While protecting his village from rampaging boar-god/demon, a confident young warrior, Ashitaka, is stricken by a deadly curse. To save his life, he must journey to the forests of the west. Once there, he’s embroiled in a fierce campaign that humans were waging on the forest. The ambitious Lady Eboshi and her loyal clan use their guns against the gods of the forest and a brave young woman, Princess Mononoke, who was raised by a wolf-god. Ashitaka sees the good in both sides and tries to stem the flood of blood. This is met be animosity by both sides as they each see him as supporting the enemy.
I really enjoyed this fantasy epic! The animation is suberb and the storyline is wonderfully complex. There are battles, magic and strong characters – basically everything you’d want from a fantasy action movie, but with a serious message and environmental focus.
As with Castle in the Sky the film has stunning visual elements. Each frame is beautifully and deliberately composed with vivid imagery and colors. It is a pleasure to watch simply for the sake of the art. I especially enjoyed the Kodamas, and of course, the forest spirit. Well, to be honest that whole scene in the heart of the forest was wonderful.
Mythology is seamlessly blended into every day life and the balance between humanity and nature is explored. Lady Eboshi wants what’s best for her people and treats everyone with respect and dignity. On the other side are the gods who want what’s best for themselves and the forest. Subjectively, both sides are right, but objectively, the destruction the fighting causes isn’t worth it for either side. I liked getting both sides of the situation rather than focusing on the typical ‘don’t destroy the environment’ message. Sure, that is a major component of the movie, but it’s more about a balance or compromise between industry and nature. And that’s exactly what Ashitaka represents, the middle ground, trying to protect both sides before the destroyed each other.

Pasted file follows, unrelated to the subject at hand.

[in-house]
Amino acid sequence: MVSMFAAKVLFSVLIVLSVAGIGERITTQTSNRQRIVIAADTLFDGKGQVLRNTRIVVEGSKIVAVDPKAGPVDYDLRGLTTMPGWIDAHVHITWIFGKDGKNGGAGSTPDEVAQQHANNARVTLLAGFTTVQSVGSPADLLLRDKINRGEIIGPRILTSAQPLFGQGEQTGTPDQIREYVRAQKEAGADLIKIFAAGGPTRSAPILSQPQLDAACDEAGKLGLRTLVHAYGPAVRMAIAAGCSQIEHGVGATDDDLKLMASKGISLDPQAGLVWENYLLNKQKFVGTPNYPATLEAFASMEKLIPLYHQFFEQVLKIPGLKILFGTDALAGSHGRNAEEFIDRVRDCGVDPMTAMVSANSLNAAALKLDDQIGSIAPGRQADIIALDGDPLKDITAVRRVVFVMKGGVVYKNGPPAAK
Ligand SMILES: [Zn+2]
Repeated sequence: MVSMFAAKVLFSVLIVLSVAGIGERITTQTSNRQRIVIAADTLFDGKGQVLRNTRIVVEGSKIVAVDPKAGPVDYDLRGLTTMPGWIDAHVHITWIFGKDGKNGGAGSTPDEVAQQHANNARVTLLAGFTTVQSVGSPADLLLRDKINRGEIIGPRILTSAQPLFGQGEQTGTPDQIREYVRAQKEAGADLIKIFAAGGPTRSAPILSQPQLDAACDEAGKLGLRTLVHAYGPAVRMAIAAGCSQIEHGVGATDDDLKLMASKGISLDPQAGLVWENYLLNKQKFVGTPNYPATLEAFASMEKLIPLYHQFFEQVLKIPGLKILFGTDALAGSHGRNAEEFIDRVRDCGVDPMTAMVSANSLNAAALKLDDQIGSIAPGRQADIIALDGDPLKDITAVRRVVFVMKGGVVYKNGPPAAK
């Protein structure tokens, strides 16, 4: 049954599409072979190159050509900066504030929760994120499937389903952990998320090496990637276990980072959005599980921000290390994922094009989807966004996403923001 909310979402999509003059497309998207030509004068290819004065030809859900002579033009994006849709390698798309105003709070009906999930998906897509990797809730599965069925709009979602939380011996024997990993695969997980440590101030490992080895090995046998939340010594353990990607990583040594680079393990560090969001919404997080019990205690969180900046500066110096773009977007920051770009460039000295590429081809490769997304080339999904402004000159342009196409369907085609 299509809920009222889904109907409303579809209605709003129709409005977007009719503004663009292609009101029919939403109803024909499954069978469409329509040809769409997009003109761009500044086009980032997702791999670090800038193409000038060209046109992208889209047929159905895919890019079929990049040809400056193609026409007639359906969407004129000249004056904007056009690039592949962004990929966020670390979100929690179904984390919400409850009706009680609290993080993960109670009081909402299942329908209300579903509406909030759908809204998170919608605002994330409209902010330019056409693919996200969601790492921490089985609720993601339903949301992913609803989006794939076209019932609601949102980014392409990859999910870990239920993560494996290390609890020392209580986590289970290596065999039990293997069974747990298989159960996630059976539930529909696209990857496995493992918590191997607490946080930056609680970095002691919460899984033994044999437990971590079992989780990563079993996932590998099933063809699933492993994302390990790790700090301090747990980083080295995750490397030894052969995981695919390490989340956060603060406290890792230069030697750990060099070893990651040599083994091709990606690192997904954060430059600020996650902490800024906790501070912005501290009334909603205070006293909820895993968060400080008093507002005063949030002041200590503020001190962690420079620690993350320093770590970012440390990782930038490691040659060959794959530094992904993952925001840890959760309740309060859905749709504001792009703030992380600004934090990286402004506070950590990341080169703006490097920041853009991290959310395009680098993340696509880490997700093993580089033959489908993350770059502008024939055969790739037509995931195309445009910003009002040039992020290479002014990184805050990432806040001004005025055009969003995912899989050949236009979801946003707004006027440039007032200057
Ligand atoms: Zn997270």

There are other characters invested in the conflict for personal reasons, making the plot delightfully complex and intriguing. This also makes the plot more mature, and due to some graphic and emotionally heavy scenes, the movie has a more adult feel to it. Apart from this central conflict, there is so much else to the movie. Love, familial relationships, mortality, trust and loyalty are explored among others topics.
The ending leaves a lot open, and does not necessarily go the way you want it to go, or the way it should go, but the way it must. Princess Mononoke definitely deserves a watch. I need to go watch more of Miyazaki’s films…